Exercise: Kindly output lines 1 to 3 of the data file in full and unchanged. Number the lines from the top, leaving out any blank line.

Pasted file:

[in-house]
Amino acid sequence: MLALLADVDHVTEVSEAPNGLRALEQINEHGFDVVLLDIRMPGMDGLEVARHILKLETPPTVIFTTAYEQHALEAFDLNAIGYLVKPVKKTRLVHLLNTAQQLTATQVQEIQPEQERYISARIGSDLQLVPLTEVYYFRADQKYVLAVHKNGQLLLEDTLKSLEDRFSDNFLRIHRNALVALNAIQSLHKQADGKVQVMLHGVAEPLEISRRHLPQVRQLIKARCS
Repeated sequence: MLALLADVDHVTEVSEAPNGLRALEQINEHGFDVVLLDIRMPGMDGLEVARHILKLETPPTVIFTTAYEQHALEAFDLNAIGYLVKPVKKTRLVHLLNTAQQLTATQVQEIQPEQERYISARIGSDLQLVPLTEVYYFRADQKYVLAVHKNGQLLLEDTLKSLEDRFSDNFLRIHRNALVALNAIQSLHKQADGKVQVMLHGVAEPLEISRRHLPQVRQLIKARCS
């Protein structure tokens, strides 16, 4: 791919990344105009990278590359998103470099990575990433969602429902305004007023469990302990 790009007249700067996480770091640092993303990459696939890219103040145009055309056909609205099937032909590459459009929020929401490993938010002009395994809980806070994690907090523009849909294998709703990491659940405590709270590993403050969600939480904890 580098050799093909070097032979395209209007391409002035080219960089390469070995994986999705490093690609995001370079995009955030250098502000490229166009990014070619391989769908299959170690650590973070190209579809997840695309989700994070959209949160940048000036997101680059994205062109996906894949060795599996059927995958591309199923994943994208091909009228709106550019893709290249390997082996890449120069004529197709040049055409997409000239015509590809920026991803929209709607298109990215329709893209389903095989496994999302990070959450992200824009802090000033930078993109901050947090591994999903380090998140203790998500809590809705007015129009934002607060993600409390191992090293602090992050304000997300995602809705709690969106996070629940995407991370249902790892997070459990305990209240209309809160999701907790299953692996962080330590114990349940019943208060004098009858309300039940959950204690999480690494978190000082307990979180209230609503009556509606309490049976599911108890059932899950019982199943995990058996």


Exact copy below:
[in-house]
Amino acid sequence: MLALLADVDHVTEVSEAPNGLRALEQINEHGFDVVLLDIRMPGMDGLEVARHILKLETPPTVIFTTAYEQHALEAFDLNAIGYLVKPVKKTRLVHLLNTAQQLTATQVQEIQPEQERYISARIGSDLQLVPLTEVYYFRADQKYVLAVHKNGQLLLEDTLKSLEDRFSDNFLRIHRNALVALNAIQSLHKQADGKVQVMLHGVAEPLEISRRHLPQVRQLIKARCS
Repeated sequence: MLALLADVDHVTEVSEAPNGLRALEQINEHGFDVVLLDIRMPGMDGLEVARHILKLETPPTVIFTTAYEQHALEAFDLNAIGYLVKPVKKTRLVHLLNTAQQLTATQVQEIQPEQERYISARIGSDLQLVPLTEVYYFRADQKYVLAVHKNGQLLLEDTLKSLEDRFSDNFLRIHRNALVALNAIQSLHKQADGKVQVMLHGVAEPLEISRRHLPQVRQLIKARCS